The Role Of Satan In Milton's Paradise Lost

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In writing an epic, Milton had a daunting task ahead of him as he looked to transform Satan, a historical character in the Christian bible, into what seemingly is the epic hero of his renowned literary work, Paradise Lost. Throughout this process, Satan is humanized into a character that has his ups but also downs, and Milton’s use of literary techniques let us eventually realize how evil Satan is despite the sympathy readers may have for this tragic figure. Ultimately, not only does Satan grow more evil in the epic, the close interaction we get of Satan’s character allows us to see his wavering mind before being completely submerged by evil. As the epic begins in Book 1, the Fallen Angels are seen banished to hell after failing to take control…show more content…
By recognizing God’s “surpassing glory” (IV, 32), Satan displays to the reader that God was not the ruthless and cruel character he described when he was talking to his Fallen Angels. Instead, Satan acknowledges the fact that he still sees God in positive light and he “still half in love with the thing he has rejected and compelled to catalogue its attraction” (Fish, 49). Satan, as a result, should not be seen as completely evil though he eventually takes his stand against God. Through this ordeal, it looks as if he has to persuade himself to do what he believes is the right thing, although it may not be the just thing to do. Evidently, Satan’s character vacillates to the point where his heroism is all but vanished as he changes for the…show more content…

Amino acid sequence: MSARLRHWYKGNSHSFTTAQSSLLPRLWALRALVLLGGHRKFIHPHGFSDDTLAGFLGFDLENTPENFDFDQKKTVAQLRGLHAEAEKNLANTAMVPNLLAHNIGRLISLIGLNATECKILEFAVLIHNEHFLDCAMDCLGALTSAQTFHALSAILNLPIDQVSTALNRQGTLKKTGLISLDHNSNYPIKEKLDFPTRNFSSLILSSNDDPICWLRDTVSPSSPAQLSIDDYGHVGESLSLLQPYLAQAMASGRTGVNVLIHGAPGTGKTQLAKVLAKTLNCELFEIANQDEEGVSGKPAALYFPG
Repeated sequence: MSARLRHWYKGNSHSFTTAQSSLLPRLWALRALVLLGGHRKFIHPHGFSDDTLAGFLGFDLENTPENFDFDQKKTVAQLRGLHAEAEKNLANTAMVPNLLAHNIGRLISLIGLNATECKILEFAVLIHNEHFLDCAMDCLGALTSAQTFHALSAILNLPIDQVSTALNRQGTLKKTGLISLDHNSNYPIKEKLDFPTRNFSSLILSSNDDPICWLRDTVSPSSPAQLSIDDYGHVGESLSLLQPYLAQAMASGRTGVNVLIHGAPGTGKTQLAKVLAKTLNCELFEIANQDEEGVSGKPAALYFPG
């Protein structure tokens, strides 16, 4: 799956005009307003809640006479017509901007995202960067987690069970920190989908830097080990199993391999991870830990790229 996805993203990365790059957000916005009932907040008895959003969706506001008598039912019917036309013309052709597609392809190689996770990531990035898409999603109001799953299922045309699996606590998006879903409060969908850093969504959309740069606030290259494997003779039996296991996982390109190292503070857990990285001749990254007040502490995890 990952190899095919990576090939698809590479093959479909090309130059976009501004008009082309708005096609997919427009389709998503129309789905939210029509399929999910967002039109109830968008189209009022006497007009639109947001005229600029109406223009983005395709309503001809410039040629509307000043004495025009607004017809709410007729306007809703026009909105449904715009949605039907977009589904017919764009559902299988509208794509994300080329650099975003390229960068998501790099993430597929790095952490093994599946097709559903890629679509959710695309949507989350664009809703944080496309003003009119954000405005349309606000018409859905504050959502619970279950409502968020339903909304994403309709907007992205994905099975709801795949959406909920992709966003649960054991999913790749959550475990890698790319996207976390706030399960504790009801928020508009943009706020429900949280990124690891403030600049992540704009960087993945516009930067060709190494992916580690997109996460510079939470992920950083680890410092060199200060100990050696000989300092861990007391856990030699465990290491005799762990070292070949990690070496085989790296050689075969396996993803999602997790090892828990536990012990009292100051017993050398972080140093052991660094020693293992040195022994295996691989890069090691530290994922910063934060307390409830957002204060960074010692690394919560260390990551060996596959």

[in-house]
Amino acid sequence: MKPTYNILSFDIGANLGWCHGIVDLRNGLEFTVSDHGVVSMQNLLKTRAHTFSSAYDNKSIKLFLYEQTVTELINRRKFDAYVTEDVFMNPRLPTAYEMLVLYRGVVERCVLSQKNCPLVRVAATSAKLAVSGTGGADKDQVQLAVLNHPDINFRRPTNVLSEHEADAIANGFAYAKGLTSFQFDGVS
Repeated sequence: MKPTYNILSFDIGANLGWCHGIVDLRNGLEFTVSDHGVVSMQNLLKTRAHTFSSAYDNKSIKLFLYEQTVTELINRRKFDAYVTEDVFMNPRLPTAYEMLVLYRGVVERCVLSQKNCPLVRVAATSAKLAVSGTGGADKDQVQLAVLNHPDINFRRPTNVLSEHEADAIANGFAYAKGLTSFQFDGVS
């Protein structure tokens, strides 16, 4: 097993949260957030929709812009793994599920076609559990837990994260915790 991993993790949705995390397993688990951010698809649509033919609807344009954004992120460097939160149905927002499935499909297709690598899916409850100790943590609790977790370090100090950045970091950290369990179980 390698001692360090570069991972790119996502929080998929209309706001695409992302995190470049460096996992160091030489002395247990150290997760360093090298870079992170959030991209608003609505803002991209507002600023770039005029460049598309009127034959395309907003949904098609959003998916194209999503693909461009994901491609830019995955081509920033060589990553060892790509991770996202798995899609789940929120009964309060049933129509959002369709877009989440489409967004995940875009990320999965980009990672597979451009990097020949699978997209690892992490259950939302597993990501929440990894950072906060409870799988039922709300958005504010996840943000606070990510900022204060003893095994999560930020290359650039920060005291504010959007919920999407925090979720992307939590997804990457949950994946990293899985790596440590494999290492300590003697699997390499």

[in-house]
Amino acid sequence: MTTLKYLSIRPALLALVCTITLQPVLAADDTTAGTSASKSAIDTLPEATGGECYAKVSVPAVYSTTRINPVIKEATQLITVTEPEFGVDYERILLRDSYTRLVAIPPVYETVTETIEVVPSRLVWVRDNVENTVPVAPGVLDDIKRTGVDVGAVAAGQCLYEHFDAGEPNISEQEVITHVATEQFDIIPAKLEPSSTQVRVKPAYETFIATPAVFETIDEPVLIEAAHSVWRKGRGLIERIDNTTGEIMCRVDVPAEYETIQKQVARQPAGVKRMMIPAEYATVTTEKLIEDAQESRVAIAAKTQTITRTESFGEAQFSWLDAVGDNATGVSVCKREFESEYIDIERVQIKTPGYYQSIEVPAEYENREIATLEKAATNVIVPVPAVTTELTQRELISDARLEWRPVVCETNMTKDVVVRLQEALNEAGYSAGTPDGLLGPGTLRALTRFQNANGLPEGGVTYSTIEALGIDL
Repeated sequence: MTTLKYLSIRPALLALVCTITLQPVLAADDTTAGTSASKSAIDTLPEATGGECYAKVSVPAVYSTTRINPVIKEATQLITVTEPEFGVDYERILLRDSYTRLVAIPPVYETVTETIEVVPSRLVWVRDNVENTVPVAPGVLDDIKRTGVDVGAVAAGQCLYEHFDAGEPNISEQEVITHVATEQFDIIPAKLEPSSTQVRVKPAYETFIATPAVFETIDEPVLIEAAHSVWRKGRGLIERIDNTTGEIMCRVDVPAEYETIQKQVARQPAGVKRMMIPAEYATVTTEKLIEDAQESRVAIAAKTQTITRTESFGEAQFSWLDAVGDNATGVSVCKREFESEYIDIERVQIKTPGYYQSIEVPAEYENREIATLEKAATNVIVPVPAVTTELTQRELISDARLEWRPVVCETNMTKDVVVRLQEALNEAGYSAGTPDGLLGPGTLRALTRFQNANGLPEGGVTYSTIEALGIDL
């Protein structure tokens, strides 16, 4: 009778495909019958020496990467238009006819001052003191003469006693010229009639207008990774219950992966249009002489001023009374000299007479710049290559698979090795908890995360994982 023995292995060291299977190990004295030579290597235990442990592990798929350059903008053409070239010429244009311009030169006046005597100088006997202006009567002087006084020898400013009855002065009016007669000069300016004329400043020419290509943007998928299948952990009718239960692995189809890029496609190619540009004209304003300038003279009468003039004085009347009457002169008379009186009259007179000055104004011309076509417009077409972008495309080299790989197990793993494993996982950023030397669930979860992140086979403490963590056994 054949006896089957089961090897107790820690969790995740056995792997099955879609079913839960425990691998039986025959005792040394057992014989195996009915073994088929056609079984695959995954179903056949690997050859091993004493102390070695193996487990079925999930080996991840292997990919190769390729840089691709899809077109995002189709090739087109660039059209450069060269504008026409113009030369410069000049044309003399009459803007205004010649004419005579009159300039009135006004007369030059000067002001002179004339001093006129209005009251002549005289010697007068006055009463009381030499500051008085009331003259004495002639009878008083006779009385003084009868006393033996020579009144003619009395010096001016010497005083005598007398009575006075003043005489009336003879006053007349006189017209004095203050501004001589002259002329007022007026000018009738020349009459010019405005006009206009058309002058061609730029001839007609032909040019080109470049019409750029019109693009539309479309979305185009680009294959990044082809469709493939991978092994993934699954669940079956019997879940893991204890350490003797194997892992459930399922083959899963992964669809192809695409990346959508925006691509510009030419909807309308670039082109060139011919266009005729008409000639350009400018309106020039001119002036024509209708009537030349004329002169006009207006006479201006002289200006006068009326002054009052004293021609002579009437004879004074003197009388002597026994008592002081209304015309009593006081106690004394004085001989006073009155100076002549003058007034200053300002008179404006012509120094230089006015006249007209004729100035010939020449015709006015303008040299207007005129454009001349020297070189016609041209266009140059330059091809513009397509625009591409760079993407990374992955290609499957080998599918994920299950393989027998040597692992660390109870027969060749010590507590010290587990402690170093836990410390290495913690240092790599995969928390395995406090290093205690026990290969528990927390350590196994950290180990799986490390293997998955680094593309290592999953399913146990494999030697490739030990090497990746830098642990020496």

He would manipulate and deceive in any fashion as long as he can destroy God’s creation. Satan admits that God was good but his goodness made him feel “miserable” (IV, 73) because of his “boasting” (IV, 85). It is likely that God had no intention of boasting but that does not stop the evil that persists in Satan’s mind from thinking that way. At last, Satan severs his connection with God forever as he states, “farewell, hope; and with hope farewell, fear; Farewell, remorse, all good to me is lost” (IV, 107-108). Satan bids farewell to who he was before, a god amongst the heaven and abandons all hope of any repentance from God. Instead, he embraces his sinful nature, emphasizing his unwillingness to conform to God’s intent and that he looks towards “by thee at least / Divided empire with Heaven’s King I hold, / By thee, and more than half perhaps will reign.” (IV, 109-111) From here on after, Satan intends to have his own standard in his own land, hell, which no longer has God in
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